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Coronary-Subclavian Steal Syndrome: Case Series and Review of Therapeutic Aspects

José Maciel Caldas dos Reis*

Division of Vascular Surgery, Amazonia Hospital, Belém, Pará, Brazil

*Corresponding Author:
José Maciel Caldas dos Reis
Division of Vascular Surgery
Amazonia Hospital, Belém, Pará, Brazil
Tell: +559130845482
E-mail: [email protected]

Received Date: June 30, 2020; Accepted Date: July 14, 2020; Published Date: July 21, 2020

Citation: Jose MCD Reis (2020) Coronary- Subclavian Steal Syndrome: Case Series and Review of Therapeutic Aspects. J Vasc Endovasc Ther. Vol.5 No.3:16.

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Background: Coronary-subclavian steal syndrome (CSSS) is a clinical condition characterized by the reversal of blood flow in the left internal thoracic artery (ITA) in patients who have undergone coronary revascularization using this artery. It is a rare cause of myocardial ischemia subsequent to stenosis or occlusion of the subclavian artery (SA) proximal to ITA coronary bypass. Proximal subclavian artery (SA) stenosis is present and atherosclerotic disease is the underlying pathophysiologic mechanism in the majority of cases. We report a series of patients with late CSSS treated through an endovascular approach.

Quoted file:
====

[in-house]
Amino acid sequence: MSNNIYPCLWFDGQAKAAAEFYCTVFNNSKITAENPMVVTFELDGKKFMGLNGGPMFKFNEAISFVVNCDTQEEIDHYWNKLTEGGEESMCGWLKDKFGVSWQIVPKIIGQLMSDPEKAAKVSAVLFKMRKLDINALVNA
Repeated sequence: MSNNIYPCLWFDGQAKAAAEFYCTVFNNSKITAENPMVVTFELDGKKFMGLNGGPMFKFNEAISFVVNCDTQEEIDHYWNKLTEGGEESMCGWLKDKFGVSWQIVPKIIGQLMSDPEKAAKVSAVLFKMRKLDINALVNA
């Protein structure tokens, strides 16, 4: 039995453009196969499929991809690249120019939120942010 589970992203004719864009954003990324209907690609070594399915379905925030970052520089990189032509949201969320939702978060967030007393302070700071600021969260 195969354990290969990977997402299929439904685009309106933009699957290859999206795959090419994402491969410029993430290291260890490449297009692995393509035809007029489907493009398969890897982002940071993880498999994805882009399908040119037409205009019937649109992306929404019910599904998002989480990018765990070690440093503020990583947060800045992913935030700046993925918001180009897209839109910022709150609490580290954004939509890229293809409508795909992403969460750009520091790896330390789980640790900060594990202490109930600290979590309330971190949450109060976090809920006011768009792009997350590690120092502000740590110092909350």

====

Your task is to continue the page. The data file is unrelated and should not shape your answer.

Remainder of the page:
Methods: The clinical data of 4 consecutive patients with CSSS who had undergone subclavian artery stenting between 2015 and 2019 were reviewed. The anatomic and clinical-angiographic characteristics of the series were considered. Follow-up was performed and a review of the therapeutic aspects is provided.

Results: From January 2015 to December 2019, 4 patients with CSSS were treated; 3 had stable and 1 unstable angina. Of the 4 patients, 3 had left SA stenosis (2 ostial to the origin and 1 in the middle segment), 1 had proximal occlusion of the left SA. Arterial access was at the brachial artery through surgical exposure. In 1 case of proximal occlusion of the left SA, simultaneous femoral and percutaneous brachial access was necessary. Predilatation of the stenotic lesion was performed in all cases. Balloon expandable stents were used in all patients with proximal ostial stenosis or occlusion and self-expandable stents in 1 with nonostial lesion. No patients developed angina during the follow-up period (12+4 months).